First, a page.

Landowners, Others Seeing the Impact of Energy Investment

by Garry Hoffmann  on Monday, Aug. 27, 2007 12:00 am  

"I feel that people ought to seek out legal advice when they do their original land lease, not so much for the big money or the big royalty check, but for the oil company's use of your property," Wyatt said.

"They're after what's underneath and we're trying to make a living from what's on top, and sometimes we butt heads."

Royalty Owners Form Group

Brown said landowners needed an advocacy group, explaining why he and three others established an Arkansas chapter of the National Association of Royalty Owners. A few days before the chapter's first annual meeting at Harding University in Searcy, Brown said membership stood at about 65. "Arkansas has had its share of snake oil salesmen and carpetbaggers with this push to get acreage leased," Brown, the chapter president, said in an e-mail.

"I get two to three inquiries a week from people in Arkansas asking me to look over their lease, and I tell them I'm not an attorney."

Wyatt sounded a similar theme.

"Up until this little gas boom hit, mineral rights was just something we had but we didn't talk about it," he said. "It was a non-issue."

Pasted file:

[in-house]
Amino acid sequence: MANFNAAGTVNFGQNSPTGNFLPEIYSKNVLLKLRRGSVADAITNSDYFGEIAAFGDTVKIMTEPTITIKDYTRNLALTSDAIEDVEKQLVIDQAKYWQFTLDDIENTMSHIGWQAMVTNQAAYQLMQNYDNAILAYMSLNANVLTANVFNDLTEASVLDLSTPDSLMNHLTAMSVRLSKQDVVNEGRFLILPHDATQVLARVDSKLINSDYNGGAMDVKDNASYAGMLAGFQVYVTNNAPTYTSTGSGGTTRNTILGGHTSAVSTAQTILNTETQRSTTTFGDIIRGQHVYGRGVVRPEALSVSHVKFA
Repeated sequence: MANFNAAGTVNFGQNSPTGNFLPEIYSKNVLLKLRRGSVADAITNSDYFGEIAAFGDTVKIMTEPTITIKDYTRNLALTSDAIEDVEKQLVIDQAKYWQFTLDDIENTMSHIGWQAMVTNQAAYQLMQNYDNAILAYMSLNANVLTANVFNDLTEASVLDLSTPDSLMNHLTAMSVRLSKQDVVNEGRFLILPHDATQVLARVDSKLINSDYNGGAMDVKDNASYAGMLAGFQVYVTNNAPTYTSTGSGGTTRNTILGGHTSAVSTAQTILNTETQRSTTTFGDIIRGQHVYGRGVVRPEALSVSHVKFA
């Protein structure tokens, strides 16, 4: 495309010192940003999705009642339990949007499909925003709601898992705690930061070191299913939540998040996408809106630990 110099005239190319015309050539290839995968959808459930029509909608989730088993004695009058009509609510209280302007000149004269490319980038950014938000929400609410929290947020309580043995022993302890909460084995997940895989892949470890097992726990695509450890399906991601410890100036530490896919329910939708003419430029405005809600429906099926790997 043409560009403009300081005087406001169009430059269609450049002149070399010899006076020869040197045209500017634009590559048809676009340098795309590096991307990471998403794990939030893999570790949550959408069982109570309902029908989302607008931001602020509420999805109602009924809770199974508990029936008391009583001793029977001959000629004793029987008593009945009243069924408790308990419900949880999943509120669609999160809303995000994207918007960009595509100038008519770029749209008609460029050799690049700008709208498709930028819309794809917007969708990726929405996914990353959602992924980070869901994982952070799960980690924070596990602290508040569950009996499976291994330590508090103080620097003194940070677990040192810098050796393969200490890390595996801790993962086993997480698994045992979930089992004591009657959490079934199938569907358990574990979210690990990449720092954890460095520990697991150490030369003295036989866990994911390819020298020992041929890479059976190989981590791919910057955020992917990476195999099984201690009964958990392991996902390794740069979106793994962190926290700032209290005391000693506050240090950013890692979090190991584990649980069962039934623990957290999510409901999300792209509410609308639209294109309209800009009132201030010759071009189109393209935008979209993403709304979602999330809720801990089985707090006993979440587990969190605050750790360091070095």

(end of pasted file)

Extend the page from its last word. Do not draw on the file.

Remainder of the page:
Now, he noted, land values are through the roof.

"A fellow auctioned land off that a couple of years ago would have gone for $800 to $900 an acre; he sold it for $4,640 an acre, for nearly 100 acres of land."

Closer to home, Wyatt said, "some kind of investment company" offered him $8,300 for the mineral rights to just 2 acres.

"We were tempted but Dad and I talked," Wyatt said, and agreed that it was more than a "just-sign-at-the-bottom" deal. "If they're willing to pay that kind of money for the minerals, there's no telling how much they're worth. That $8,300 might turn into 30, 40 or 50 thousand over the life of the lease."

Despite his daily interaction with the industry, Wyatt said gas production remained a mystery.

 

 

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